The Business Ledger -- Overseas Printing Threatens U.S. Market
Staff Writer

The $160 billion U.S. printing industry is feeling the pressure of overseas competition, as best-selling books and even Bibles are being printed in Asia at a third of the cost.

The Chicago area has the world’s largest concentration of printing companies, with Elk Grove Village boasting more printers per capita than any other city in the world.

However, a growing Chinese printing industry is competing for a stake in what once was solely U.S. territory. While it hasn’t been a threat to time-sensitive publications, mass-circulated books and annual catalogs are increasingly being printed overseas at a fraction of the cost because the slower turnover time allows for it.

For the first half of 2004, the surplus in printed materials trade declined by $75 million, a 38 percent decrease compared to 2003, the printing industry consulting firm Strategies for Management, Inc., reported in its study, “A Critical Look at Offshore Printing.”

Ten years ago, the U.S. had a 72 percent surplus in books and printed matter; today it is barely more than 16 percent, the report said.

As numbers continue to decline a few printers in the Chicago area are experiencing a loss in revenue.

”Over the last two years a lot of competitors have jumped into the field,” said Joe Orlandino, director of sales and marketing for Edge Publishing in Chicago’s Bridgeport neighborhood. “Our newest competitors send stuff overseas. I cannot compete with that.”

Orlandino estimates that he has lost around 20 percent of his business to publishers who have decided to ship overseas. He claims the portion of his company that has been hit the hardest is catalogs, brochures and directories for local chambers of commerce. By aligning with a publisher who ships overseas, chambers are getting a greater return on advertising revenue than Olandino’s firm can offer them.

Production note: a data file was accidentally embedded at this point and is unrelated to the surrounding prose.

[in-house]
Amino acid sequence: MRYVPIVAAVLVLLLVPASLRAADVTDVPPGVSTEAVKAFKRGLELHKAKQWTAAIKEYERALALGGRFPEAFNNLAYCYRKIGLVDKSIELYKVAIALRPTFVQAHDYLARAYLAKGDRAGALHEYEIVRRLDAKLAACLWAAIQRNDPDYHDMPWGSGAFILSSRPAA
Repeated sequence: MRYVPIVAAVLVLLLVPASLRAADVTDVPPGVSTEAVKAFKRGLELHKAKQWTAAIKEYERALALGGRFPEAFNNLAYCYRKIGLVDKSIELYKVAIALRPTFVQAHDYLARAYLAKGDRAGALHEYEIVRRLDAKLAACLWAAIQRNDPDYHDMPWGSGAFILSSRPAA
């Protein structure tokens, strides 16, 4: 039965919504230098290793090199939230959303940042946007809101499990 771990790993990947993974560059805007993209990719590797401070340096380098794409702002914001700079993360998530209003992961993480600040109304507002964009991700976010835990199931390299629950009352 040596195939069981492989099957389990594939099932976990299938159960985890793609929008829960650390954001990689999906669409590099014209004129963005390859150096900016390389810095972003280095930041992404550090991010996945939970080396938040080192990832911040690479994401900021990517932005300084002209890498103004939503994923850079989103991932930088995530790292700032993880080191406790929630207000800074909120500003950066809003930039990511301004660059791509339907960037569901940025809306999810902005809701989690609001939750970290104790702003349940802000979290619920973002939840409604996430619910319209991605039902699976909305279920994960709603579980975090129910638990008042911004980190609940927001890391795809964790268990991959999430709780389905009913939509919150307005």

“I find it reprehensible to go to a chamber event and hear people say buy local, when really a lot of them are jobbing out services overseas,” said Orlandino. “When confronted about it they stick their head in the ground. They act like they don’t know or don’t want to know.”

A simple Google search of “Overseas Printing” brings up numerous advertisements selling printing services for 30 percent less in China. It’s no wonder why some publishers are deciding to move the process across the Pacific.

“The industry is being affected and part of it is our own fault,” said Steve Johnson, president of Carol Stream-based Copresco. “To print something in China it takes eight to ten weeks, but to print something in the U.S. it takes four to six. We take too long of a lead time so people start to look offshore. We need to improve our environment.”

Copresco has found a niche in which it does not face competition from China. While it does print books, it only handles specialty publications or advance copies that can be printed in small-volume runs in a short period of time. Essentially, says Johnson, it’s “on-demand” printing.

“If you are going to print 50,000 units then you are going to go to overseas, but if you only need 500 copies by next week, then you come to me,” he said.

Johnson said it has even become difficult to find book printers in the Chicago area because taxes and labor costs are too high. Downstate printers can offer printing at lower costs.

Jeffrey Johnson, CEO of Tyndale House in Carol Stream, a Christian publisher, says that even Bibles are being printed overseas now.

”In my experience that is happening (overseas printing) especially with four-color products,” he said. “And in some cases Bibles are being printed overseas.”